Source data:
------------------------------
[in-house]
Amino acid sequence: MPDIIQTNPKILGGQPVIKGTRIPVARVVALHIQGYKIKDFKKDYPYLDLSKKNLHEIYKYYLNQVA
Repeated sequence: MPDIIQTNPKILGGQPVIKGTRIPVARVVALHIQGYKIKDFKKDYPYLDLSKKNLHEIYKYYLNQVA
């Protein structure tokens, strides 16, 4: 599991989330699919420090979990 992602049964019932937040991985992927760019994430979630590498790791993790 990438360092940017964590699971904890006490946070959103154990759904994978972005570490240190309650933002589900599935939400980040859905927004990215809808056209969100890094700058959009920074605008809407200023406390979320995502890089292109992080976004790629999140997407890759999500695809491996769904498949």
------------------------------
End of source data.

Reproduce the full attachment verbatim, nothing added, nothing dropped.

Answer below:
[in-house]
Amino acid sequence: MPDIIQTNPKILGGQPVIKGTRIPVARVVALHIQGYKIKDFKKDYPYLDLSKKNLHEIYKYYLNQVA
Repeated sequence: MPDIIQTNPKILGGQPVIKGTRIPVARVVALHIQGYKIKDFKKDYPYLDLSKKNLHEIYKYYLNQVA
């Protein structure tokens, strides 16, 4: 599991989330699919420090979990 992602049964019932937040991985992927760019994430979630590498790791993790 990438360092940017964590699971904890006490946070959103154990759904994978972005570490240190309650933002589900599935939400980040859905927004990215809808056209969100890094700058959009920074605008809407200023406390979320995502890089292109992080976004790629999140997407890759999500695809491996769904498949």